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Keenan v. Wells Fargo Bank, N.A.

United States District Court, D. Massachusetts

March 30, 2017

EUGENE E. KEENAN, JR., Plaintiff,
v.
WELLS FARGO BANK, N.A. and U.S. BANK N.A. AS TRUSTEE Defendants.

          MEMORANDUM & ORDER

          NATHANIEL M. GORTON, UNITED STATES DISTRICT JUDGE

         This case involves a dispute over the purported foreclosure of property at 56 Bartlett Parkway, Unit 1, Winthrop, Massachusetts (“the property”). Eugene Keenan (“Keenan” or “plaintiff”) alleges that defendants, Wells Fargo Bank, N.A. d/b/a America's Servicing Company (“Wells Fargo”) and U.S. Bank, N.A as Trustee d/b/a America's Servicing Company (“U.S. Bank” and, collectively with Wells Fargo, “defendants”) sent demand letters to him for money allegedly owed on the property after they had already foreclosed on it. Plaintiff claims that such conduct 1) violated the Fair Debt Collections Practices Act (“FDCPA”), 15 U.S.C. § 1692 et seq., and the Massachusetts Fair Debt Collections Practices Act (“MFDCPA”), M.G.L. c. 93, § 49, 2) negligently inflicted emotional distress upon the plaintiff and 3) violated the Massachusetts Consumer Protection Act, M.G.L. c. 93A (“Chapter 93A”).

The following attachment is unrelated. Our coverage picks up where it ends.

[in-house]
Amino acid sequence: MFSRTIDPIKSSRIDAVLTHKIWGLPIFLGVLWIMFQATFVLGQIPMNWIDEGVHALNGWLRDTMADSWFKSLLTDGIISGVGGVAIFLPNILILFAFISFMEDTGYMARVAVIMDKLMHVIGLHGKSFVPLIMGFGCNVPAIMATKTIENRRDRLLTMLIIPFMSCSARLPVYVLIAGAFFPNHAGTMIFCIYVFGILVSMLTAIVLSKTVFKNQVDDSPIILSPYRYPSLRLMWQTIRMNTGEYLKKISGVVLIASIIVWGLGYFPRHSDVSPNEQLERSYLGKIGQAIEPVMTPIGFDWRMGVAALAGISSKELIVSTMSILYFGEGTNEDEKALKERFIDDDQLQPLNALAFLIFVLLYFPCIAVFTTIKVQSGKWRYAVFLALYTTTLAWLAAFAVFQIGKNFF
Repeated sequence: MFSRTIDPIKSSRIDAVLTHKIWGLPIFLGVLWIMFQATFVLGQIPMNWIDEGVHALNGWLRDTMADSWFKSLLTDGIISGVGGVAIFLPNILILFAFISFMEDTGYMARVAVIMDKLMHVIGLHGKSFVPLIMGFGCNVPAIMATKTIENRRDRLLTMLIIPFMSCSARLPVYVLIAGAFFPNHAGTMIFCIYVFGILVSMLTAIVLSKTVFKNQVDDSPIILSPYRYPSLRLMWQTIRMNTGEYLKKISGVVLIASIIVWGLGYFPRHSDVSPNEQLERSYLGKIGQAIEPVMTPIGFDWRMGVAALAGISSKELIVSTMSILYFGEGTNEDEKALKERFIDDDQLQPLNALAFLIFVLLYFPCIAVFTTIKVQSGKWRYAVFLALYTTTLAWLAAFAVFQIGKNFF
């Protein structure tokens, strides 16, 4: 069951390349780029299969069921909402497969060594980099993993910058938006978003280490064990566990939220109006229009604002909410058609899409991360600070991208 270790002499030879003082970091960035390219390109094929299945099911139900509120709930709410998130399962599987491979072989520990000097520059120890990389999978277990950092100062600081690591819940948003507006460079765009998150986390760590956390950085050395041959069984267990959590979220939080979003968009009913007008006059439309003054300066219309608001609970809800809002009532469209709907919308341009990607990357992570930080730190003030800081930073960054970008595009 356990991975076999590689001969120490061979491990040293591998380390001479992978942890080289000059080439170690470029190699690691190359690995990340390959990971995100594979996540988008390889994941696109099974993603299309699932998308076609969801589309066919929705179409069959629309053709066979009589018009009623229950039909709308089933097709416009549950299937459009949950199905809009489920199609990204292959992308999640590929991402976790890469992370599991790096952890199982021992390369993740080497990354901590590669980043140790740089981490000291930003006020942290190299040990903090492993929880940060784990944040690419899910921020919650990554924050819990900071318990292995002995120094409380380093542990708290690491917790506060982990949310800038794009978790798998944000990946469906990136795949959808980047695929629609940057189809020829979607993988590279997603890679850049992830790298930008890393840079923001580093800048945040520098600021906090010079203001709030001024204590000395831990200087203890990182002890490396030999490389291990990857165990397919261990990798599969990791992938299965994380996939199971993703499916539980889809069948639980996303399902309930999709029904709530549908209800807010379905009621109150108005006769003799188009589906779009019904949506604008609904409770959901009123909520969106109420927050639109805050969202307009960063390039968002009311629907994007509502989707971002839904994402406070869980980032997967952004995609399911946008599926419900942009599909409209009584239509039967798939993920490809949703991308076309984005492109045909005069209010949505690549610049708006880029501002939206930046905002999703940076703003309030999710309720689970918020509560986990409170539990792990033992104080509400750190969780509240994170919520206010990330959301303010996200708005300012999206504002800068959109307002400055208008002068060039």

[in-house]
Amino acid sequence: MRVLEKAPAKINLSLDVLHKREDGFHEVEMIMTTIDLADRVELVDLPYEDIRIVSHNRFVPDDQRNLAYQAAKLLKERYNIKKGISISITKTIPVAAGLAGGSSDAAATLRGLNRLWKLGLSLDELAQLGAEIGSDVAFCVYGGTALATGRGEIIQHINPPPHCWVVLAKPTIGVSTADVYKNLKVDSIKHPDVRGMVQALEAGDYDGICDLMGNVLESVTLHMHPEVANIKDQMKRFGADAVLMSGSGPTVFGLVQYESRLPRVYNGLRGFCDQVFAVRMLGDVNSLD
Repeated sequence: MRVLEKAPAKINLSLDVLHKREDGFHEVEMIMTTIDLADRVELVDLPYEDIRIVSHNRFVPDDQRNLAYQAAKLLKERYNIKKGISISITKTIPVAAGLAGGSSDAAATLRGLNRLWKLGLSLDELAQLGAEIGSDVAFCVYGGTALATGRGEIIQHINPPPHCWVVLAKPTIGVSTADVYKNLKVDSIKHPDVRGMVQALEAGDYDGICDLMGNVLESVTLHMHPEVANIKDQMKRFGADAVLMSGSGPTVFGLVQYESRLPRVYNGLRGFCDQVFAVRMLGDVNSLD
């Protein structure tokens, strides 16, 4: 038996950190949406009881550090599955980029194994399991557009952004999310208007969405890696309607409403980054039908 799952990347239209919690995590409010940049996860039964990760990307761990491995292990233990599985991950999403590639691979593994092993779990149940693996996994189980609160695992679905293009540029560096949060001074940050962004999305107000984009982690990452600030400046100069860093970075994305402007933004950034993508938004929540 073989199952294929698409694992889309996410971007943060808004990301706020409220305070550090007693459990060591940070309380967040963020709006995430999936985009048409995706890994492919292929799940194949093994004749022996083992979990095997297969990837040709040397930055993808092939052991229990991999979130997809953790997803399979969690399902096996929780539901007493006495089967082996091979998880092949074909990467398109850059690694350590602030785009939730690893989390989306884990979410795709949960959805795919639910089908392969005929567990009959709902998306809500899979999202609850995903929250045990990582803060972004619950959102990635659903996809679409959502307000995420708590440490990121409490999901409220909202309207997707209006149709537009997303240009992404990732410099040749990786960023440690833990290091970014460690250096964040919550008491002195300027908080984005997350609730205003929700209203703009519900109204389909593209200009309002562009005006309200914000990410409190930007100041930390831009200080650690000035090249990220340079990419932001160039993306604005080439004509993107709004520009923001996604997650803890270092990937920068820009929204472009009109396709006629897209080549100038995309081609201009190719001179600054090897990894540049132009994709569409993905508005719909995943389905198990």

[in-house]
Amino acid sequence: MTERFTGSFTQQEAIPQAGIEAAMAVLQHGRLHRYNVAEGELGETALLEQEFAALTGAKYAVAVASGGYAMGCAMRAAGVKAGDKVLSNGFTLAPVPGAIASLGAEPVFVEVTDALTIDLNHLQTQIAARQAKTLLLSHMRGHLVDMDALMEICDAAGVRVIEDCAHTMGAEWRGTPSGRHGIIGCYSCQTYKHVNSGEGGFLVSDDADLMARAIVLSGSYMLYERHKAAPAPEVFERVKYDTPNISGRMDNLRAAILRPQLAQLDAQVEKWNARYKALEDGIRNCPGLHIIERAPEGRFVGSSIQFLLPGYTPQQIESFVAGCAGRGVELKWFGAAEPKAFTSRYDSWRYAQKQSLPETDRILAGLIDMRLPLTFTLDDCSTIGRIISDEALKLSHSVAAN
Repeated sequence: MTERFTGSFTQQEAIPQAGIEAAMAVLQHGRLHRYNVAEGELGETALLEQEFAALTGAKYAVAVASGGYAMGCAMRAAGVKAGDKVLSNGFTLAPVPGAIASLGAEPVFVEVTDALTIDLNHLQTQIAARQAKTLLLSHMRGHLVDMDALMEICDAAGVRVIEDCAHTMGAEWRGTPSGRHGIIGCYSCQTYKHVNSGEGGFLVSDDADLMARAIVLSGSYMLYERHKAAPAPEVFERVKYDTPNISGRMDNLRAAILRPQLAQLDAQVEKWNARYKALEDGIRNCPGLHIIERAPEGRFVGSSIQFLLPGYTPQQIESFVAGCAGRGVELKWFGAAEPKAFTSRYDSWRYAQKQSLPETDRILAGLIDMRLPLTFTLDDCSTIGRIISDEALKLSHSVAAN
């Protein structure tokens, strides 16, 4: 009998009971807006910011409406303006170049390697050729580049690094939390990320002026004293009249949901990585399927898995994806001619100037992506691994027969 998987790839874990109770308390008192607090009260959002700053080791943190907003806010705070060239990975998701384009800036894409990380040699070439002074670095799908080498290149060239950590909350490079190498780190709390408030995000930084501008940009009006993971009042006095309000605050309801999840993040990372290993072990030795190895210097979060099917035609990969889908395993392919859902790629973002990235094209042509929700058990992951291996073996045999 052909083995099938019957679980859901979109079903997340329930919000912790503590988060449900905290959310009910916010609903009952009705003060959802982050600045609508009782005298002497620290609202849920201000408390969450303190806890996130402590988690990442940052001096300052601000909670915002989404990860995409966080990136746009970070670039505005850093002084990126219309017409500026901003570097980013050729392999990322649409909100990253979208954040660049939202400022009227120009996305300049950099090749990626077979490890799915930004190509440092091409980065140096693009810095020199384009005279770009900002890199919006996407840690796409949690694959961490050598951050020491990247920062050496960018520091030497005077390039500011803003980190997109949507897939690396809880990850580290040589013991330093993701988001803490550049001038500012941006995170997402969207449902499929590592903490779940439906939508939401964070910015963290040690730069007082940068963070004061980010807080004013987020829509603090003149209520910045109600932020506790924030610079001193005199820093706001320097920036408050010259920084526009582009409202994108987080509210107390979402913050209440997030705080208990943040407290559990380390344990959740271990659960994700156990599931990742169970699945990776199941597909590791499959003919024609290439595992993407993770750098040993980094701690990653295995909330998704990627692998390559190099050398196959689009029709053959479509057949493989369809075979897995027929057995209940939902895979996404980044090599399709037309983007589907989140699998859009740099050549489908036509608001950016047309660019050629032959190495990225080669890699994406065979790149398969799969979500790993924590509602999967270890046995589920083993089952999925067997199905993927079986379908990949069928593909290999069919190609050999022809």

Defendants have filed a motion for judgment on the pleadings and, for the following reasons, that motion will be, with respect to the FDCPA claim, denied but otherwise allowed.

         I. Factual and Procedural Background